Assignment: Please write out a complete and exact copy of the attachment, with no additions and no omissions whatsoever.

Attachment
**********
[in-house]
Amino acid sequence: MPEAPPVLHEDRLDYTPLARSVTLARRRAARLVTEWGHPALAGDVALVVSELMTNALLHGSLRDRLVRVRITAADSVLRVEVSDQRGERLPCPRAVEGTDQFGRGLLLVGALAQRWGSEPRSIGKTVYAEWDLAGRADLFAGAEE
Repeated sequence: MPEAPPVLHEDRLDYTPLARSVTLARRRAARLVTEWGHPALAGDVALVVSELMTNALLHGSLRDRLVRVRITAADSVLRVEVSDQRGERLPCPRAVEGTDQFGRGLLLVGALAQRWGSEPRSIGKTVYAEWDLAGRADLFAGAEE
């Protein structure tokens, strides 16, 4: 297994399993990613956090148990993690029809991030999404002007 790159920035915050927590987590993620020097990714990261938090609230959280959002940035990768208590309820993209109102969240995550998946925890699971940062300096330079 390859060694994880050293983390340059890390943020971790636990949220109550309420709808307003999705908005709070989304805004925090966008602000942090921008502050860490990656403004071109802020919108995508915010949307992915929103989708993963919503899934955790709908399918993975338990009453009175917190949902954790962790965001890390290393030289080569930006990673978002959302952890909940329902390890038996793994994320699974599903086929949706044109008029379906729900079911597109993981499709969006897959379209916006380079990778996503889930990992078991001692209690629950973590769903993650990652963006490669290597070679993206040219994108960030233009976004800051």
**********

[in-house]
Amino acid sequence: MPEAPPVLHEDRLDYTPLARSVTLARRRAARLVTEWGHPALAGDVALVVSELMTNALLHGSLRDRLVRVRITAADSVLRVEVSDQRGERLPCPRAVEGTDQFGRGLLLVGALAQRWGSEPRSIGKTVYAEWDLAGRADLFAGAEE
Repeated sequence: MPEAPPVLHEDRLDYTPLARSVTLARRRAARLVTEWGHPALAGDVALVVSELMTNALLHGSLRDRLVRVRITAADSVLRVEVSDQRGERLPCPRAVEGTDQFGRGLLLVGALAQRWGSEPRSIGKTVYAEWDLAGRADLFAGAEE
């Protein structure tokens, strides 16, 4: 297994399993990613956090148990993690029809991030999404002007 790159920035915050927590987590993620020097990714990261938090609230959280959002940035990768208590309820993209109102969240995550998946925890699971940062300096330079 390859060694994880050293983390340059890390943020971790636990949220109550309420709808307003999705908005709070989304805004925090966008602000942090921008502050860490990656403004071109802020919108995508915010949307992915929103989708993963919503899934955790709908399918993975338990009453009175917190949902954790962790965001890390290393030289080569930006990673978002959302952890909940329902390890038996793994994320699974599903086929949706044109008029379906729900079911597109993981499709969006897959379209916006380079990778996503889930990992078991001692209690629950973590769903993650990652963006490669290597070679993206040219994108960030233009976004800051």